Sunlight is More than What We See
Ultraviolet light is classified into three categories: UVA (long wave, black light, 315 to 400 nm) which causes tanning, UVB (medium wave, 280 to 315 nm) which causes sunburn, and UVC (short wave, germicidal, 100 to 280 nm) which is filtered out by the atmosphere and does not reach us. Incidentally, the ozone layer absorbs 97–99% of the UV from about 200 nm to 315 nm wavelength, which potentially damages exposed life forms on Earth.
Not everything UV light does to you is bad, ultraviolet light (between 270 nm and 300 nm) reaching our skin breaks down 7-dehydrocholesterol flowing in the bloodstream, converting it into vitamin D. Some experts believe that our efforts to curtail skin damage are pushing us into the area of vitamin D deficiency. Sunscreen and dark skin interfere with your capacity to make vitamin D, but unless you work outdoors, you may not get enough sun even if you don’t wear sunscreen. Talk to your MD, and she/he may measure vitamin D or simply tell you to get a supplement. You will probably need 2,000-4,000 IU, so the 400 or 500 IU in your multivitamins may not be enough. But don’t skimp on sunscreen, because this is unlikely to solve your vitamin D problem (especially if you are dark skinned) and because skin cancer and skin aging are not nice.
It is known that lying in the sun can make you feel good. I am sure this is why I see people lying in the sun for hours, even though they look red and puffy. It can’t possibly be just to show their friends that they have money for a vacation in the sun, right? This “sunbathing addiction” may be related to the release of endorphins as UV reaches our skin. That fleeting sense of well being is not worth the “elephant skin” and, worse, melanoma, which years of sunbathing may bring.
If you are over 50 and had beach vacations, look at the sun-exposed side of your arm: patches of hyperpigmentation, whitish areas where there is little melanin and wrinkles, plus a little scar made by your dermatologist when she excised a dark, menacing looking mole. Now look at the “shaded” side of your arm and you will find mostly youthful, elastic, and smooth skin.
Ultraviolet light stimulates melanin production and the melanin formed absorbs the UV radiation in sunlight, so it protects the cells from further UV damage. However, significant melanin production takes about a week, so during the first day on the beach your skin is fully exposed to the fiery sun, and unprotected by melanin.
Sunburn is a delayed erythema (red skin) caused by ultraviolet B, which induces an increase in blood flow beginning about 4 hours following exposure. The underlying cause of this vascular reaction is damage to the cell from photochemical reactions and the generation of reactive oxygen species. There is damage to DNA, and several inflammatory pathways are activated, particularly involving prostaglandins that ultimately lead to vasodilatation and edema. Sunburn is not only painful, it is also a marker for severe UV damage and a predictor of worse things to come (like skin cancer) within years or decades. Why? There is a correlation between erythema and DNA damage; the UV wavelengths more efficient at producing erythema are also the most effective at forming pyrimidine dimers. There is a link between a history of repeated, severe sunburn and increased risk for melanoma and non-melanoma skin cancer.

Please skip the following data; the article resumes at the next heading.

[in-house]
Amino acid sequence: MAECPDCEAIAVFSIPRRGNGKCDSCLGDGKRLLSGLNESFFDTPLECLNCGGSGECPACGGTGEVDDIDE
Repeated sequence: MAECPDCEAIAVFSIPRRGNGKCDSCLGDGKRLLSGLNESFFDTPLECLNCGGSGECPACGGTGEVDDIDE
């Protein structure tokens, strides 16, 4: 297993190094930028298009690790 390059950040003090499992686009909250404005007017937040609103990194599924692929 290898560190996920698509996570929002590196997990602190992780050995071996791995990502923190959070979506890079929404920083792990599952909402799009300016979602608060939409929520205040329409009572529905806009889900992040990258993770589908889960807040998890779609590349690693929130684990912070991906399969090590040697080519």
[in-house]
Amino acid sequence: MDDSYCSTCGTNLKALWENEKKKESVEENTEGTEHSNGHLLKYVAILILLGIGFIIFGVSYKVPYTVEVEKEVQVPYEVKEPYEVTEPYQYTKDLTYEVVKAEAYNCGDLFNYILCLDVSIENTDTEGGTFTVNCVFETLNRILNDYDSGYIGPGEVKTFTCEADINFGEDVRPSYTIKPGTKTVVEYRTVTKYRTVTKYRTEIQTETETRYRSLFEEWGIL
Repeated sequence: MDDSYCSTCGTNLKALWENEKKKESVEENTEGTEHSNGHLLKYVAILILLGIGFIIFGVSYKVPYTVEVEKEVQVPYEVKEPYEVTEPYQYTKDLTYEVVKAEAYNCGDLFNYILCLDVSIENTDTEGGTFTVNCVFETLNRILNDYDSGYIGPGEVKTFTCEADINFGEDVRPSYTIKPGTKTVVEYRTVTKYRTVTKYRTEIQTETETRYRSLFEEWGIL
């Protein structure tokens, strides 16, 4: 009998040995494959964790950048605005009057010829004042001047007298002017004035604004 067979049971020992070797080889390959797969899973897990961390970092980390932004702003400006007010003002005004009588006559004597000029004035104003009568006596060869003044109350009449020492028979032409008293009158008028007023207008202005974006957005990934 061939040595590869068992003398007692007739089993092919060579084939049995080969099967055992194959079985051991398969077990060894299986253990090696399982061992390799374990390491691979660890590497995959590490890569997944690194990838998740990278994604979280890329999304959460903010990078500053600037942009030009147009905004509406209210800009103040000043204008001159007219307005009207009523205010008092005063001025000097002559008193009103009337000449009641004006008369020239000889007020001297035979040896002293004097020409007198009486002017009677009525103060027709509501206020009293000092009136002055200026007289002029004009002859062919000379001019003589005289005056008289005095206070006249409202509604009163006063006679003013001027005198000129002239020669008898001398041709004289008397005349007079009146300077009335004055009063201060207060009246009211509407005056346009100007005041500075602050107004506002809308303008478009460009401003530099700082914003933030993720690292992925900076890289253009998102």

Our answer: UV Repair Cream
|Skin lightening||Betulinic acid, Niacinamide, Tetrahydrocurcuminoids|
Free radical scavenger
|Caffeine, Tetrahydrocurcuminoids, Glutathione, Astaxanthin, Lycopene, Alpha-D-tocopherol, Tocotrienols, Lutein, Alpha lipoic acid, Quercetin, Silymarin, Green tea EGCG, Resveratrol, Porphyridium, Myricetin, Ferulic Acid|
|Anti-aging||Resveratrol, Lutein, Astragalus, Porphyridium extract, Myricetin, Silymarin,|
|Anti-inflammatory||Niacinamide, Boswellia serrata, Galangal, Quercetin, Centella asiatica, Ursolic acid, Porphyridium Extract, Mangosteen, Tetrahydrocurcuminoids, Yeast beta glucan|
|Emollients||Shea butter, Rosehip oil, Olive Squalane|
|Skin elasticity||Melatonin, Quercetin, Betulinic Acid|
|Anticancer||Astragalus, Betulinic acid, Niacinamide, Galangal, Lycopene, Silymarin, Mangosteen, Green tea EGCG, Caffeine, Pomegranate seed oil, Sandalwood essential oil, Ceramides, Ursolic acid, Caffeine, Ferulic acid, Black cumin oil|
|Immune function promoter and/or Anti-viral/antibacterial||Beta glucan (yeast), Boswellia serrata, Sea kelp bioferment, Porphyridium extract, Ursolic acid, Galangal, Quercetin, Green Tea EGCG, Astragalus|
|Protease inhibitor||Boswellia serrata, Betulinic acid, quercetin, Ursolic Acid|
|Skin barrier repair||Ceramides, Squalane, Rosehip seed oil, Centella asiatica, Soy isoflavones|
Properties that deserve their own post: stimulation of telomerase activity.
Stimulation of telomerase. I will discuss this very interesting enzyme in a new post. In the meantime, read this.
DISCLAIMER: These claims have not been evaluated by the FDA and are not intended to diagnose, cure, treat or prevent any disease.